My Studio

My Studio

My studio is in an old 14 th century building in Dorset, just a few miles from the sea and surrounded by some of the best biking roads in the south of England. It was originally a hall of rest, recorded in history as being a place where the Knights Templar stayed whilst on pilgrimage. These days, the horses that would have been stabled on the lower floor have now been replaced by another form of horse-power, several Italian motorcycles, all ridden by me and now on static display surrounded by my paints and canvases. An 848 Evo and KTM 690R are the current bikes for daily use in the garage.

In between film projects, this is my base and I devote as much time as I can to painting. Most of my work is private commissions and these go straight to the buyer without any prints being made, but occasionally I paint for myself and release a small limited edition of Giclée prints.

I am often asked if I ever paint anything other than motorbikes. I do, but these are always commissions and if I am painting for myself, it is always a large canvas of the rider who inspires me to pick up a paintbrush. This year it was the raw talent of rookie rider Marc Marquez. I started his canvas early in the season, at a time when there was no indication he would win the championship, what inspired me was his display of exceptional talent. I loved his aggression and attitude on the bike, his lack of fear, his complete confidence in his own ability and the belief in what he could deliver. Rossi was the man who championed the motocross ‘leg out’ style of entering a corner and Marquez will go down in history as the man who made ‘elbow sliders’ an essential part of the MotoGP kit.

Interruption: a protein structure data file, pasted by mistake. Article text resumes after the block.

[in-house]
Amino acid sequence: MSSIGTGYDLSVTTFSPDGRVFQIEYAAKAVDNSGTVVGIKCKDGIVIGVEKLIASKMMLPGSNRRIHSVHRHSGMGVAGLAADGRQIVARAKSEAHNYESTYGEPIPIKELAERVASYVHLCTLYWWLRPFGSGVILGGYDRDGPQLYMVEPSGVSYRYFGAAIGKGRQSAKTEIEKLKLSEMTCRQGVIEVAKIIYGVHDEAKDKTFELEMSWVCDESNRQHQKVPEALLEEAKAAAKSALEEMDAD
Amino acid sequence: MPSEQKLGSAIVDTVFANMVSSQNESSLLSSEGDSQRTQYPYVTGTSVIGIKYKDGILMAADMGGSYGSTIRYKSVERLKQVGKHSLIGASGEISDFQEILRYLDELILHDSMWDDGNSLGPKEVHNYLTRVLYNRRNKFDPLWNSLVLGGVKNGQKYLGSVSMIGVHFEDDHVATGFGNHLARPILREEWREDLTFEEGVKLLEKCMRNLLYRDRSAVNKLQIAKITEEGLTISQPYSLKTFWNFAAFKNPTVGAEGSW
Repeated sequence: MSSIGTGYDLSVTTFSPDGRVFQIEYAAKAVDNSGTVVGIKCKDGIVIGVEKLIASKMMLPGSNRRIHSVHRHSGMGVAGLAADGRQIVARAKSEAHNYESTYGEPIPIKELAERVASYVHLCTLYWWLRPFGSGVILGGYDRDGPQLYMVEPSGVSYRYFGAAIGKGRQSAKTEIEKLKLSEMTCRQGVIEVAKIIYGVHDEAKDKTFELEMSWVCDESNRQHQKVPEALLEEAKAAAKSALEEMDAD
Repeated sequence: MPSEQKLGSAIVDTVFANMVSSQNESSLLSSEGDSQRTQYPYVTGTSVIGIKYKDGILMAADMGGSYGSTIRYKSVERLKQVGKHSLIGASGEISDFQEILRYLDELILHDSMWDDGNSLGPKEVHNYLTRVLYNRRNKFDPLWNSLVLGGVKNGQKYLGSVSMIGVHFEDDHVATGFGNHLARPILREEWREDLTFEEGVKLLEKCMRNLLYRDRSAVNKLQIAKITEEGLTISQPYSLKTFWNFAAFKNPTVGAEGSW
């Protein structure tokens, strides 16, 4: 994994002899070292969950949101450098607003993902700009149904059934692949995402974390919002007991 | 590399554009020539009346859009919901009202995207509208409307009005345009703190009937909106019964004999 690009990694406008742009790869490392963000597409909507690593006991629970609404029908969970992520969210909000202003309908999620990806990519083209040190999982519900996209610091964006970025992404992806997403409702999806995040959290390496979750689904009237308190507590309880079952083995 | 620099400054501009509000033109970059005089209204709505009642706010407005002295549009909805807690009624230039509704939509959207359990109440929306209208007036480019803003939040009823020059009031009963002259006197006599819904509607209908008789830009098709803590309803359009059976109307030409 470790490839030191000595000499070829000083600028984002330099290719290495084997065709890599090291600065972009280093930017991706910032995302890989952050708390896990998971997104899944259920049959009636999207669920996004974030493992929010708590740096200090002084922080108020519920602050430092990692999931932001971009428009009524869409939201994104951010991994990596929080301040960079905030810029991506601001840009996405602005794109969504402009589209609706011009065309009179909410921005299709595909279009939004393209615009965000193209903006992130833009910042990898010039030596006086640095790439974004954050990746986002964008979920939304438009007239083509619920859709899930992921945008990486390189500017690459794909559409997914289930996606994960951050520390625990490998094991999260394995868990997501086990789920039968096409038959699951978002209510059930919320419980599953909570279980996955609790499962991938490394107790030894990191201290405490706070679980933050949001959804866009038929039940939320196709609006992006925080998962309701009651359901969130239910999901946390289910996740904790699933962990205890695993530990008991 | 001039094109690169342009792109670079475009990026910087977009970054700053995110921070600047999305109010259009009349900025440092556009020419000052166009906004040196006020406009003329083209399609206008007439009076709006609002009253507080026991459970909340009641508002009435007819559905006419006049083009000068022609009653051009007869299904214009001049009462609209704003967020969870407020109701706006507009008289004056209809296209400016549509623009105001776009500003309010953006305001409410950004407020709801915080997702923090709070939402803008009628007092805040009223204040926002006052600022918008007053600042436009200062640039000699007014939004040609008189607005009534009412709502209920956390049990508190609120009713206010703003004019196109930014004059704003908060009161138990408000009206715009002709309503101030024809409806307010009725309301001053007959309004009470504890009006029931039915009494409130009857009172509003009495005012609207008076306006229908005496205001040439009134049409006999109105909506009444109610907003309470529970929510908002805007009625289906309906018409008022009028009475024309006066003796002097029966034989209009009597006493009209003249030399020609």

The perfect painting studio should have north light, but my room is buried half underground in a churchyard and I make do with a big skylight that gives me constant natural light. It’s an immersive environment, a very calm place in which to put a few basic colours on the palette, mix them, prime the canvas, make a basic sketch and then with the first few brush strokes of colour, begin to create a moment of motorcycling history in the making.